Supported by NIH 2R01HD040289-15A1
Cerebellar damage impairs movement coordination and adaptive motor learning abilities, making actions like reaching inaccurate and very difficult to control. There are currently no medications that systematically improve cerebellar movement incoordination or `ataxia', making rehabilitation therapy the main treatment option. Yet, people with ataxia are notoriously difficult to treat with physical therapy, likely due to the fact that they are limited in their ability to learn new movement patterns. The studies proposed here address this challenge through the development of a staged, individualized approach to understanding if distinct interventions will be helpful to different people. We will use mathematical modeling of patient-specific movement deficits, alternative learning mechanisms, and robotic control of reaching to test whether we can systematically reduce arm ataxia. In Aim 1, we will determine if reinforcement based motor learning can be used as an alternative strategy in people with cerebellar damage. Our preliminary data show that reinforcement based motor learning is much more effective than adaptive motor learning for reaching movements in people with ataxia. We will test whether this can be used to change complex elements of 3D reaching that are more clinically meaningful for people with ataxia. In Aim 2, we will test whether long-term reinforcement-based training can reduce ataxia and improve 3D reaching performance. Here we will test whether people who show learning via reinforcement on a single day in Aim 1. We will determine if they benefit more from a 2-week course of virtual reality-based reinforcement reach training compared to 2 weeks of standard reaching practice. We will study how training transfers to natural reaching movements (i.e. those outside of the virtual reality environment) and clinical rating scales of arm ataxia and function. In Aim 3, we will develop compensatory robotic assistance for people with ataxia based on individualized models of cerebellar function. This is essential for individuals with the most severe ataxia and learning problems who do not learn at all in Aim 1. In sum, this proposal provides a scientific framework for determining an individual's motor learning potential for rehabilitation versus the need for intelligent compensatory robotic assistance. Our overarching goal is to provide a foundation for devising and choosing new rehabilitation strategies.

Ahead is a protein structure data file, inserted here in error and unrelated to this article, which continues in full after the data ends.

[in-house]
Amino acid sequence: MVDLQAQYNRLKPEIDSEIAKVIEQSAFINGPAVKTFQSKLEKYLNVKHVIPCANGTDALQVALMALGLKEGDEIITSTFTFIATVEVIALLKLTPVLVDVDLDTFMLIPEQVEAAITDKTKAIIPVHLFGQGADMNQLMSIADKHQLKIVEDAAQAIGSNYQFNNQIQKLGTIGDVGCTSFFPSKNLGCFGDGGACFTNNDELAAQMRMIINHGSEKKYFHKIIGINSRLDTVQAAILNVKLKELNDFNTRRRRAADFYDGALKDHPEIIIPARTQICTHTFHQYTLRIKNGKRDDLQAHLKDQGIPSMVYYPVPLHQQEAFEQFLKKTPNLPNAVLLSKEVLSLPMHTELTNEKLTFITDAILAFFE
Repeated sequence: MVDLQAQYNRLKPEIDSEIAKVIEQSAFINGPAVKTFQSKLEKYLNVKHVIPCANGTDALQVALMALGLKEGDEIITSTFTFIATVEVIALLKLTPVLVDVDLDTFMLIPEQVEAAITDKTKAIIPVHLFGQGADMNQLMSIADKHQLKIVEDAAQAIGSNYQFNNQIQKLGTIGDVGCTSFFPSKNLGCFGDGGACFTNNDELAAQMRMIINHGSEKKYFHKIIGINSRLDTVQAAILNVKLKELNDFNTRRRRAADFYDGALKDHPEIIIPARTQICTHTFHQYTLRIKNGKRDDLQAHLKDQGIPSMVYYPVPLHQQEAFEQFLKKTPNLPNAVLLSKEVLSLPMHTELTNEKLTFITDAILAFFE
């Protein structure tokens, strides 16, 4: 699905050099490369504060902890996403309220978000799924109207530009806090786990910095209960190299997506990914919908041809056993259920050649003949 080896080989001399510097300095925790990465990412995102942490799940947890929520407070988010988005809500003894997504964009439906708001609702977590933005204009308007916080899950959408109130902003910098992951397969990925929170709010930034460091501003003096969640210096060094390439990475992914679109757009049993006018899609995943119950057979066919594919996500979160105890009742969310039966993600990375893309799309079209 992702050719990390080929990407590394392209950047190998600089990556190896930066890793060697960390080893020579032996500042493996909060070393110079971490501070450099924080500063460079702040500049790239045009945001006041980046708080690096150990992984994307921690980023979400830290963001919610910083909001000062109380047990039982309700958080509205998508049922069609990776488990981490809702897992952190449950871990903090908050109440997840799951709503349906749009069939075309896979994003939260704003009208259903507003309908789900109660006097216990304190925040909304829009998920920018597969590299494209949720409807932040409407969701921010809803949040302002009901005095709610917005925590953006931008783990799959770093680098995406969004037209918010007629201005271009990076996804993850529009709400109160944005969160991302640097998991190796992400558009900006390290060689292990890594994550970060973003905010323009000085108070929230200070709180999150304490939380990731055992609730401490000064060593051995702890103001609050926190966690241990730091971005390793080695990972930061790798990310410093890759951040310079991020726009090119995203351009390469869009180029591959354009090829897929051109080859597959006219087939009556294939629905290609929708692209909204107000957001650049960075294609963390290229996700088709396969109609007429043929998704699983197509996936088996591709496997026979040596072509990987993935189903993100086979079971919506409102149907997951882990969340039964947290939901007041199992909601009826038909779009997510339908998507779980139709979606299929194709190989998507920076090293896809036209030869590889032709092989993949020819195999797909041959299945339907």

In this project, we will determine whether people with cerebellar damage can 1) learn to improve reaching on a short time scale using a motor learning mechanism that does not rely on the cerebellum, 2) improve long term reaching performance from weeks of training and 3) benefit from individualized robotic assistance for reaching. We hypothesize that many people with mild to moderate cerebellar ataxia can learn on short and long time scales using a reinforcement motor learning mechanism, and this may benefit them over weeks of training. We think that individuals with the most severe ataxia might benefit most from robotic assistance that is tailored to help their specific pattern of incoordination. We will use a staged testing strategy to determine which of these might be most useful for individuals with ataxia.